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Publication numberUS5635804 A
Publication typeGrant
Application numberUS 08/479,413
Publication dateJun 3, 1997
Filing dateJun 7, 1995
Priority dateOct 3, 1994
Fee statusLapsed
Publication number08479413, 479413, US 5635804 A, US 5635804A, US-A-5635804, US5635804 A, US5635804A
InventorsKunihiko Tanaka, Kaoru Hatanaka
Original AssigneeHonda Giken Kogyo Kabushiki Kaisha
Export CitationBiBTeX, EndNote, RefMan
External Links: USPTO, USPTO Assignment, Espacenet
Power supply apparatus and method for an electric vehicle
US 5635804 A
Abstract
A field-effect transistor incorporates a diode which is disposed between a battery power source and an inverter. A rush-current suppressive starting circuit is provided in a stage anterior to the field-effect transistor. The transistor is shifted to its conducting state while the on-resistance of the transistor is gradually lowered to thereby limit a charging current to a power smoothing capacitor. In an off-state of a main switch, a charge stored in the current smoothing capacitor is released therefrom via a stabilized power circuit and a controller which is a power load to the circuit.
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Claims(22)
What is claimed is:
1. A power supply unit for a motor of an electric vehicle, wherein a semiconductor power switching element is disposed between a battery power source and an inverter for supplying electric power to the motor;
a rush-current suppressing starting circuit provided in a stage following said semiconductor power switching element driving said semiconductor power switching element to shift said semiconductor switching element to its ON-state while gradually lowering the ON-resistance of said semiconductor switching element; and
a stabilized power circuit for supplying a stabilized constant power to an inverter controller connected to a stage following said semiconductor power switching element in parallel to positive and negative terminals of said inverter, whereby the electric charge of a current smoothing capacitor is discharged therefrom via said stabilized power circuit when said semiconductor power switching element is in its OFF-state.
2. A power supply unit for an electric vehicle according to claim 1, wherein said semiconductor power switching element comprises a field-effect transistor having a diode connected in parallel between a drain and a source of the field-effect transistor with reverse polarity whereby regenerative power generated during is absorbed in said battery power source by channelling the regenerative power through said diode.
3. A power supply unit for an electric vehicle according to claim 1, wherein said rush-current suppressive starting circuit generates a predetermined driving energy amount at the time of power supply switching-ON and progressively increases the driving energy with the lapse of time to thereby shift said semiconductor power switching element to a conducting state.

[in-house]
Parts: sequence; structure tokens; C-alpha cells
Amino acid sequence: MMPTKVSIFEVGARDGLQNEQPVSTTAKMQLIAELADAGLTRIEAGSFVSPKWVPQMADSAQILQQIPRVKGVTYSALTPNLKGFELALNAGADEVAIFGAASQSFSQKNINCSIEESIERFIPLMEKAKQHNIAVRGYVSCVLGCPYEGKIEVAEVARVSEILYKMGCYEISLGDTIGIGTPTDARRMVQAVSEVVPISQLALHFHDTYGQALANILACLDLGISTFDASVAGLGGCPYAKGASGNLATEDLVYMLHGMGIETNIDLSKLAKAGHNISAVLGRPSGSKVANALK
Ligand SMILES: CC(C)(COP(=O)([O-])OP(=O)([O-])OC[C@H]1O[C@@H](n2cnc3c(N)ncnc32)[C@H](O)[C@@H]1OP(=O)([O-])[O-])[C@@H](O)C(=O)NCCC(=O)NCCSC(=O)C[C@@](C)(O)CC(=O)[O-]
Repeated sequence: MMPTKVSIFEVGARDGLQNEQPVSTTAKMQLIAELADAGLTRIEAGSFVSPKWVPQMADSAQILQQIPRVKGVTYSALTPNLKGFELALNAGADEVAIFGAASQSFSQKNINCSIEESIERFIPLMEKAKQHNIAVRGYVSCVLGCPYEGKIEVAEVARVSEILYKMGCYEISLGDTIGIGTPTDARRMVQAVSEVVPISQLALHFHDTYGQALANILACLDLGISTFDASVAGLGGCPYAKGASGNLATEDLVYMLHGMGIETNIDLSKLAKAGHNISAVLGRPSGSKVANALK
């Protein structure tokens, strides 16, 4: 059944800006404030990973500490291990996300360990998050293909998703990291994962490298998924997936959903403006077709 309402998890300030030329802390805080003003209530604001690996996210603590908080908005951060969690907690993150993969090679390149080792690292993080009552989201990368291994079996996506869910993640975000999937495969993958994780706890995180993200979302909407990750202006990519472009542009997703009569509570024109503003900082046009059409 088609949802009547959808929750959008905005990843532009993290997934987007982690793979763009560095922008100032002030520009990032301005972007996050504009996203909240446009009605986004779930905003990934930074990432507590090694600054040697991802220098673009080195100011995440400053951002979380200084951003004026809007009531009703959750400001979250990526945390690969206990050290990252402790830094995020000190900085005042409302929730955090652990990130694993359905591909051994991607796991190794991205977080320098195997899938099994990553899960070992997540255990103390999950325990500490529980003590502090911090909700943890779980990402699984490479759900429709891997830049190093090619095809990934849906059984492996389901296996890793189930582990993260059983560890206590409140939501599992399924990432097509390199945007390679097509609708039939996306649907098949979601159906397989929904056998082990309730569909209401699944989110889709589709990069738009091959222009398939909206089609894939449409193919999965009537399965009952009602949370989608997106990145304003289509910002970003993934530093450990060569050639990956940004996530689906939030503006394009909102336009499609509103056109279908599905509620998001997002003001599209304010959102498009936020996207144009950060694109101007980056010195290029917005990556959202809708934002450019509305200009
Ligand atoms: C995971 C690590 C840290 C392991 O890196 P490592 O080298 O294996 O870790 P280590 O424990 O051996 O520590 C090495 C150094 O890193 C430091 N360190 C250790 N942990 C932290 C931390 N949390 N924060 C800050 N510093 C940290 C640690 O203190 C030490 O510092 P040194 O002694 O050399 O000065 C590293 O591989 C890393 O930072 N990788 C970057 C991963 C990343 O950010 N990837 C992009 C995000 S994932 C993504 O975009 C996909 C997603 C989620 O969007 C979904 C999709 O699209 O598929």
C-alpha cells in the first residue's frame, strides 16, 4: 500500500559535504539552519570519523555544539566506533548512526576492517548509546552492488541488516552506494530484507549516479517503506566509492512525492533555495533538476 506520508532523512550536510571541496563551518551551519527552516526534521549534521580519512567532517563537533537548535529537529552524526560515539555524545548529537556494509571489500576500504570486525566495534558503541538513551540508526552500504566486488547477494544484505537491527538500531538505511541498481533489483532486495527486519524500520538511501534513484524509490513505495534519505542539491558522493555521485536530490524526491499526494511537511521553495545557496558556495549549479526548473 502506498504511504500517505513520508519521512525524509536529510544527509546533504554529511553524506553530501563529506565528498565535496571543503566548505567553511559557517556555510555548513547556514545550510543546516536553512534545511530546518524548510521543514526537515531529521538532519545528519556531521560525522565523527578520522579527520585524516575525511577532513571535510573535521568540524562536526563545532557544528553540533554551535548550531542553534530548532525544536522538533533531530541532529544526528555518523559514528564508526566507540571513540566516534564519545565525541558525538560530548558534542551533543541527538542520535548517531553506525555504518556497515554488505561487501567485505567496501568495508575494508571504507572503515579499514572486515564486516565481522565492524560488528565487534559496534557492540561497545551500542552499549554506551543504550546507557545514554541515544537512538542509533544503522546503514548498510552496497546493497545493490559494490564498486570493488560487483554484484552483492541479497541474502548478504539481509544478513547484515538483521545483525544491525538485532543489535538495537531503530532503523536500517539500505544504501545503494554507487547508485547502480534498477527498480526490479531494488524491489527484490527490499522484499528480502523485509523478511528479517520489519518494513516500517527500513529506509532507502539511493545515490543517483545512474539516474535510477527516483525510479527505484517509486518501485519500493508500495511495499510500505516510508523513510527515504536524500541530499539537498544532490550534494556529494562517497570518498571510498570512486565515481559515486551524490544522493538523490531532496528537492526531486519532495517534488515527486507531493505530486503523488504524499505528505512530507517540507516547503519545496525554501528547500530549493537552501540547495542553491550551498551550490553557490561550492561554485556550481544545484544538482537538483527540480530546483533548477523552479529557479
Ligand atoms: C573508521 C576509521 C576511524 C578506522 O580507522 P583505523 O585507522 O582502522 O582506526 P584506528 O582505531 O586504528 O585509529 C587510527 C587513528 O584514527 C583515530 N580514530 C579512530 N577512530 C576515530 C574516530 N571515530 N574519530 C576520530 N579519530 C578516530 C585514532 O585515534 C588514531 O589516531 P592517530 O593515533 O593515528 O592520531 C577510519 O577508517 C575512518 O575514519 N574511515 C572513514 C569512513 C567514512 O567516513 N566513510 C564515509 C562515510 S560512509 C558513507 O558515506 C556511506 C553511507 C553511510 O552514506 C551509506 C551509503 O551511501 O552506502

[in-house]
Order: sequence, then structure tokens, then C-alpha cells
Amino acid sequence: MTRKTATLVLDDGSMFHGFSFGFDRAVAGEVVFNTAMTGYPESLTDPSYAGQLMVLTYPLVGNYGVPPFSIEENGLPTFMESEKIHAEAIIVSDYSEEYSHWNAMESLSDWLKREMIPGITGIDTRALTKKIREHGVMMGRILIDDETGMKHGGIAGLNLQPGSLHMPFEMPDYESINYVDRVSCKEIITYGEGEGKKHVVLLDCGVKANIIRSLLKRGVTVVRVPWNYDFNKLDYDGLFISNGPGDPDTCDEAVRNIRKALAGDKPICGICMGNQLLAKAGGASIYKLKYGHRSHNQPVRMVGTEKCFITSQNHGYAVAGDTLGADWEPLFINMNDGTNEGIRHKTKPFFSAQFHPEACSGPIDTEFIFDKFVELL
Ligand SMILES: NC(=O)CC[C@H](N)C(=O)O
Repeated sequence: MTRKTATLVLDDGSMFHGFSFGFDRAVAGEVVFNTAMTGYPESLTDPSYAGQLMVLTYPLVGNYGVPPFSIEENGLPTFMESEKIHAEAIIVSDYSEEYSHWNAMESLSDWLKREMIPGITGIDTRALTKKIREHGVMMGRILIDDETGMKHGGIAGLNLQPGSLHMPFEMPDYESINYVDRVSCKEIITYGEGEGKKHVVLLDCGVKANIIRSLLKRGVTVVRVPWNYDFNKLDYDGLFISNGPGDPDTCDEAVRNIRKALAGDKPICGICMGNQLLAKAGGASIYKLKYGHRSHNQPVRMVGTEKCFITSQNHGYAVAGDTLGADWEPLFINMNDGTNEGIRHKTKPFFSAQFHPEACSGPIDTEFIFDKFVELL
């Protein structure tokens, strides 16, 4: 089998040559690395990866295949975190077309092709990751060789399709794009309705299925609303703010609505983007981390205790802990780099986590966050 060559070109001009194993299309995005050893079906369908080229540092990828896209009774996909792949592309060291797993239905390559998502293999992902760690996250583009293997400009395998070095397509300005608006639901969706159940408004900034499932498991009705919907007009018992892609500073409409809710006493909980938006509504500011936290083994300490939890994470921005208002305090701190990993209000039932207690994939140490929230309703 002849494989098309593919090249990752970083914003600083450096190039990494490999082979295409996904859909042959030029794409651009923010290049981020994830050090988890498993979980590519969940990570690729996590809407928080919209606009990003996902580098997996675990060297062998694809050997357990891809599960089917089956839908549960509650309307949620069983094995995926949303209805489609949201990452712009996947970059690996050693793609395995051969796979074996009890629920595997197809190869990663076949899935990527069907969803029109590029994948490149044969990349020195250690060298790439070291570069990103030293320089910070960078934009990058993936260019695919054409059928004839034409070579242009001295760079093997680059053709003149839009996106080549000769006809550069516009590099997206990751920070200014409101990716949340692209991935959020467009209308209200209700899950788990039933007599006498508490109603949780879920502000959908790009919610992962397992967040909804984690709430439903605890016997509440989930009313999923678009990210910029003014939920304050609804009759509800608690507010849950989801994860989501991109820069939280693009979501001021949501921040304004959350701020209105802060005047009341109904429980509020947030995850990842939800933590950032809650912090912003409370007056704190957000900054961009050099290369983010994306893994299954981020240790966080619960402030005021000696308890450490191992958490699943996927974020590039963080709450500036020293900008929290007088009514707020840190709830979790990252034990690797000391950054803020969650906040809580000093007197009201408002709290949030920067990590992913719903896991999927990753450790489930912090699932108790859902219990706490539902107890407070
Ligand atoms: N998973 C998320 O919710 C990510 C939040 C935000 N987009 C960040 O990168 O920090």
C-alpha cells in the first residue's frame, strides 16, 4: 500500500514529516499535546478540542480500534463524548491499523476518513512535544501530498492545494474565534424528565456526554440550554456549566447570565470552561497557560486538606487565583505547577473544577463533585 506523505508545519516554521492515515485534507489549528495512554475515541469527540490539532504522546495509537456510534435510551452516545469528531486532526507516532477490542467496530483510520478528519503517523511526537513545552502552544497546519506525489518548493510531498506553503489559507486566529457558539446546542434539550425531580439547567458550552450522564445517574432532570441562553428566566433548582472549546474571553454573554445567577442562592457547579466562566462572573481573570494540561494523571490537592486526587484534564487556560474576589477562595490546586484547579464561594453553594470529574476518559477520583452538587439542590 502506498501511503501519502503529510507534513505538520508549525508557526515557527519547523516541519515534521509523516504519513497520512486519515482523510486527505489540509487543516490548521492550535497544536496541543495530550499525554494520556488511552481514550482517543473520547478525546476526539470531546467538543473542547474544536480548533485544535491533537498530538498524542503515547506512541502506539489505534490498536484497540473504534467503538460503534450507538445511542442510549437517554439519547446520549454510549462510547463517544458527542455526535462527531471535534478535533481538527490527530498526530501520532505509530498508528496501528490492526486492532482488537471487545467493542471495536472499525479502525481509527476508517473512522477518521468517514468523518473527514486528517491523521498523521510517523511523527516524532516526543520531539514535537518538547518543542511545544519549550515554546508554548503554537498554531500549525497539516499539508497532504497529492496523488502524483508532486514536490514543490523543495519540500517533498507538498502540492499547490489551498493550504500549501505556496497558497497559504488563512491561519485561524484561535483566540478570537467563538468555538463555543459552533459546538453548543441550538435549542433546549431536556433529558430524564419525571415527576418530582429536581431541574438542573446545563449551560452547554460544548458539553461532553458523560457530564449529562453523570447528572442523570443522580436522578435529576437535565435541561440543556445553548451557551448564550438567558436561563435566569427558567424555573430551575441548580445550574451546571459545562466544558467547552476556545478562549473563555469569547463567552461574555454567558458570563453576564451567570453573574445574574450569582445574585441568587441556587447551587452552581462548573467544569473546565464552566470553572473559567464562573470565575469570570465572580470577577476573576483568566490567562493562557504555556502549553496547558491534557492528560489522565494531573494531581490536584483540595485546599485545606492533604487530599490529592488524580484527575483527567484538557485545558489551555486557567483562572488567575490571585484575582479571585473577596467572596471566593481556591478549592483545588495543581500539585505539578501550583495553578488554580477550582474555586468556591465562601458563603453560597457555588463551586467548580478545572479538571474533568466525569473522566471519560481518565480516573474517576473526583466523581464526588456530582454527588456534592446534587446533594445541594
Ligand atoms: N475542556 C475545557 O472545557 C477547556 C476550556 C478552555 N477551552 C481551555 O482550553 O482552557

4. A power supply for supplying power to a motor of a vehicle comprising:
a DC power source,
a main switch connected to said DC power source,
a power converter converting DC power to AC power and supplying the converted AC power to the motor,
a semiconductor switch element interposed between said main switch and said power converter,
a rush current suppressing circuit suppressing a rush current to the inverter when the main switch is switched ON by shifting said semiconductor switch element to a conducting state and gradually lowering the ON-resistance of said semiconductor switching element, and
a constant voltage source supplying constant voltage to a control terminal of said semiconductor switch element in response to switch-ON of said main switch to shift said semiconductor switch element into a conducting state.
5. The power supply of claim 4 further comprising:
a stabilized power circuit connected across input terminals of said inverter and proceeding said semiconductor switch element supplying stabilized power to a controller wherein said controller controls the output of said power converter.
6. The power supply of claim 5 wherein said power converter comprises field-effect transistors and a current smoothing capacitor connected across the input terminals of said power converter and wherein said stabilized power circuit and said controller comprise a discharge circuit for said current smoothing capacitor when said main switch is switched OFF.
7. The power supply of claim 5 wherein said power converter comprises field-effect transistors and wherein said controller outputs a command output signal to an FET driver which produces gate driving voltages that control the output of said power converter.
8. The power supply of claim 4 wherein said power converter and said semiconductor switch element comprise field-effect transistors having diodes connected in parallel between the drain and source of each FET with reverse polarity wherein said diodes channel regenerative braking power from the motor to said DC power source.